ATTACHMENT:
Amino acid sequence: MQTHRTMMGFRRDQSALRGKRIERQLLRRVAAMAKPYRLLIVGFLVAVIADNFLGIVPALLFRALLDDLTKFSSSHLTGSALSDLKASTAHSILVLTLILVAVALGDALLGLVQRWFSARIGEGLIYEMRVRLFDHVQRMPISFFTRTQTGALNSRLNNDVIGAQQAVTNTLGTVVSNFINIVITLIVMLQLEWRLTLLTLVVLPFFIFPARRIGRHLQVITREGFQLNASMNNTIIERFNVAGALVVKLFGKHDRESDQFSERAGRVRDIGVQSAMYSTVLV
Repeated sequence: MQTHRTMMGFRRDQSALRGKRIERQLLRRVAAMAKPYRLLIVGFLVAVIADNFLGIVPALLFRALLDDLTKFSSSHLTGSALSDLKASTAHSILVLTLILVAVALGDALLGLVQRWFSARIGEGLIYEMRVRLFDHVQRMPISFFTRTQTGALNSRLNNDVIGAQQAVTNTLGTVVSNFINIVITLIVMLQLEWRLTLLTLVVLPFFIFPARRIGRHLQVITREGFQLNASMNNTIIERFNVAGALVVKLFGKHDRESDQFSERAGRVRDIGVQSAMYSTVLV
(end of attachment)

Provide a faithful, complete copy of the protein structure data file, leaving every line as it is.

Amino acid sequence: MQTHRTMMGFRRDQSALRGKRIERQLLRRVAAMAKPYRLLIVGFLVAVIADNFLGIVPALLFRALLDDLTKFSSSHLTGSALSDLKASTAHSILVLTLILVAVALGDALLGLVQRWFSARIGEGLIYEMRVRLFDHVQRMPISFFTRTQTGALNSRLNNDVIGAQQAVTNTLGTVVSNFINIVITLIVMLQLEWRLTLLTLVVLPFFIFPARRIGRHLQVITREGFQLNASMNNTIIERFNVAGALVVKLFGKHDRESDQFSERAGRVRDIGVQSAMYSTVLV
Repeated sequence: MQTHRTMMGFRRDQSALRGKRIERQLLRRVAAMAKPYRLLIVGFLVAVIADNFLGIVPALLFRALLDDLTKFSSSHLTGSALSDLKASTAHSILVLTLILVAVALGDALLGLVQRWFSARIGEGLIYEMRVRLFDHVQRMPISFFTRTQTGALNSRLNNDVIGAQQAVTNTLGTVVSNFINIVITLIVMLQLEWRLTLLTLVVLPFFIFPARRIGRHLQVITREGFQLNASMNNTIIERFNVAGALVVKLFGKHDRESDQFSERAGRVRDIGVQSAMYSTVLV